Landon currently sells her products at the Dillon Farmers Market and through her website,, and she’s generated some devoted customers. Karyn Blanco discovered Bun in the Oven through a post on the Summit County Moms Facebook page.

“I’ve been buying her goodies weekly from the start,” Blanco said. “I’m allergic to everything and have very little time to make food for myself with work and family life, so Bun in the Oven has been my salvation.”

Blanco said she usually buys enough items to have at least one healthy yet decadent snack a day, like Landon’s Scout Bars, which she compares to Girl Scout Caramel deLites.

“I absolutely love that Julia makes high-nutrient snacks that are so darn delicious and she uses organic ingredients and farm-raised eggs in most, if not all, items,” Blanco said. “I am the biggest fan of the Maple Pecan Gooey Bars. They are so yummy and often serve as a meal replacement on my busiest mom days.”

Combating allergies

Landon said her recipes are great for your body in terms of health, but she strives to also make them really delicious.

“The brownies are way better because they are fudgier,” she said. “A lot of the stuff that I’ve run into, finding the perfect texture for the perfect cookie, when I’m using these other ingredients, that comes naturally. I have this thin and crispy chocolate-chip cookie, and it’s thinner and crispier than what I’ve ever been able to accomplish with traditional ingredients.”

Though muffins, cookies and bars are her main staples for the farmers market, Landon has also done custom treats such as granola and nut butters, which she sells on her website, as well as cupcakes and birthday cakes.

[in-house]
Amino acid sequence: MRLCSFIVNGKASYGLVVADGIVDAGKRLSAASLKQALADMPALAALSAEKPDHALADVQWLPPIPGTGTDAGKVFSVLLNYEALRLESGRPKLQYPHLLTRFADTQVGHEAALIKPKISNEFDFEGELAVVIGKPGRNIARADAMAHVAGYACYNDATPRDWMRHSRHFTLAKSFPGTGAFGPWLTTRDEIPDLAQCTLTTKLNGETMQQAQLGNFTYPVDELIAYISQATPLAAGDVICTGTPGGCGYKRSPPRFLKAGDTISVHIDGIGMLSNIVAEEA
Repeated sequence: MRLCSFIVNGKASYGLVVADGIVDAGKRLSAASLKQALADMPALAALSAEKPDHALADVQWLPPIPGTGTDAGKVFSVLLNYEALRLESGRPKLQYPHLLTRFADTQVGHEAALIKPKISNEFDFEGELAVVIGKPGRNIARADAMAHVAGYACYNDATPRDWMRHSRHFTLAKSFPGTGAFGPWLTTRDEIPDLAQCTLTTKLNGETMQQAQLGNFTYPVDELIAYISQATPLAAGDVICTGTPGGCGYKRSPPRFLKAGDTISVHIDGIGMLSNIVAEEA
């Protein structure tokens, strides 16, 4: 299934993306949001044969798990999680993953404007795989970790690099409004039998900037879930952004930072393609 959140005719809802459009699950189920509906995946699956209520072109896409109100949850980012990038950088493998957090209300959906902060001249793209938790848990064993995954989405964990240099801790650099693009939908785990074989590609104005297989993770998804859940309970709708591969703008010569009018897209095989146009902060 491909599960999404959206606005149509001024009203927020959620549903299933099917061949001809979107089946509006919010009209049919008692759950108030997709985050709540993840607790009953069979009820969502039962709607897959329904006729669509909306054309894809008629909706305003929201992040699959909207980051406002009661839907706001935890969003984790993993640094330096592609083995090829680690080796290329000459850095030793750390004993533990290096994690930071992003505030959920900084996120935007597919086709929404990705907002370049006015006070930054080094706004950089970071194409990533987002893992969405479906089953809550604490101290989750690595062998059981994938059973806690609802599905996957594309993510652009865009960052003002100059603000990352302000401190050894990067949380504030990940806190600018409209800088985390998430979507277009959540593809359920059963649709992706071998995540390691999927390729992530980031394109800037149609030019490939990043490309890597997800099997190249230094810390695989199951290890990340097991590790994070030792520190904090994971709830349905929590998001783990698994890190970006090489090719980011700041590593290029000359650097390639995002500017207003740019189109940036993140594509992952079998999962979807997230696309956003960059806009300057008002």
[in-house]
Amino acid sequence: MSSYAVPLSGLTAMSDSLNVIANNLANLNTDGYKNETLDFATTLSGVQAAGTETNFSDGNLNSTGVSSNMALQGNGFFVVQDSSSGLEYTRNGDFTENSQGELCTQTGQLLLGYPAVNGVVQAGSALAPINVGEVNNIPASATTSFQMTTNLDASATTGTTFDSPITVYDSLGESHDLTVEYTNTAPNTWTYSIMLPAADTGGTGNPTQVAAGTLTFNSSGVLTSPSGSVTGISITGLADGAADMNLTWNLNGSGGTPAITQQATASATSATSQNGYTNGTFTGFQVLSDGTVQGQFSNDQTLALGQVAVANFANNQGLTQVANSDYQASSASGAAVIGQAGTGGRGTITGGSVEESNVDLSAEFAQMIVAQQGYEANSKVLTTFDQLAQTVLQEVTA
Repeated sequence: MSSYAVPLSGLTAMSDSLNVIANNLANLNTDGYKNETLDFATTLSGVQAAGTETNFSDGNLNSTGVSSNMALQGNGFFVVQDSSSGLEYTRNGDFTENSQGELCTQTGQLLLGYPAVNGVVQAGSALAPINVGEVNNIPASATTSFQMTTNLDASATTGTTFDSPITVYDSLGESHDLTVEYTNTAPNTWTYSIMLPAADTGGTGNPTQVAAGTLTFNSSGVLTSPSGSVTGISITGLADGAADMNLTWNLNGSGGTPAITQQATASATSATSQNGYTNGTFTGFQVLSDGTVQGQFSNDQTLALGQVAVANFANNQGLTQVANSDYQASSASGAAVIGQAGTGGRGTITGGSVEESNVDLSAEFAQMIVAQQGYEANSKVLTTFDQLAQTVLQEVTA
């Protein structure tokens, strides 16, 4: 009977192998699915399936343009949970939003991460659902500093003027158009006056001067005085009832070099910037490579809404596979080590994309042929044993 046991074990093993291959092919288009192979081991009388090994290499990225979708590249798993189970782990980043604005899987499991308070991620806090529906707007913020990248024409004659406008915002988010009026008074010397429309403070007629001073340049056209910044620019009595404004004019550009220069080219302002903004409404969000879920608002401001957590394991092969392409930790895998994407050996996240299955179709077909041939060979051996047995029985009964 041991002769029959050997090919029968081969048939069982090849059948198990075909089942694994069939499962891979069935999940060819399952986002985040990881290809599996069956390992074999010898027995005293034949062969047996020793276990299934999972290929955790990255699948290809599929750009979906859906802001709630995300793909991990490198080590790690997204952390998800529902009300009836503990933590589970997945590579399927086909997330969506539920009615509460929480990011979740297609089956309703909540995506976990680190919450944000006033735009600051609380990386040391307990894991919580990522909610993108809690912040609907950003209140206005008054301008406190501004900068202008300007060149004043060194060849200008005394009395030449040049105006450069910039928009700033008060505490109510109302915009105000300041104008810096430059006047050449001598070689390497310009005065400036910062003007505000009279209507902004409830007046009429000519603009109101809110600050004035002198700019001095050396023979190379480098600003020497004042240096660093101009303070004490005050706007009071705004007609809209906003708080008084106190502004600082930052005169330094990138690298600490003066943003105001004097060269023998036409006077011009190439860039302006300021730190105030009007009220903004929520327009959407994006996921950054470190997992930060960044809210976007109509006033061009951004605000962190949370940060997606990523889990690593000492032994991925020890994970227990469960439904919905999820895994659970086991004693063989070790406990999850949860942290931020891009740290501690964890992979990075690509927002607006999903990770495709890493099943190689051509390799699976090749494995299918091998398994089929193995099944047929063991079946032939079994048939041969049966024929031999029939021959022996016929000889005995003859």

“That’s the sad thing for kids with these allergies,” she said. “They can’t have the cake (at the birthday party). They have this sad granola bar they brought with them.”

The farmers market gives Landon an opportunity to interact with potential customers and learn their different combinations of food intolerances, so she can figure out a solution that works for each individual.

“I want to be able to offer people something, even if there’s only a handful of things that I can make for them, working with their dietary needs to get something that’s really tasty and fun for them to eat,” she said. “Everyone wants to have a cookie.”

Landon told a story of two girls who wandered up to her tent at the farmers market and reluctantly asked if her products were gluten-free. When she replied that they were, one of the girls asked with little hope in her eyes whether they were also dairy-free. Landon confirmed that they were.

“She was just so excited to have something,” Landon said. “There are so many kids that come up that can have something they can eat, and the kids who can eat anything they want love it, too. It’s not just a decent substitute; it tastes good. It just tastes like a good cookie, and that’s the standard I hold myself to. It tastes like a good whatever it is. It’s not a substitute; it’s an alternative.”

Support Local Journalism

Support Local Journalism

As a Summit Daily News reader, you make our work possible.

Now more than ever, your financial support is critical to help us keep our communities informed about the evolving coronavirus pandemic and the impact it is having on our residents and businesses. Every contribution, no matter the size, will make a difference.

Your donation will be used exclusively to support quality, local journalism.


Start a dialogue, stay on topic and be civil.
If you don't follow the rules, your comment may be deleted.

User Legend: iconModerator iconTrusted User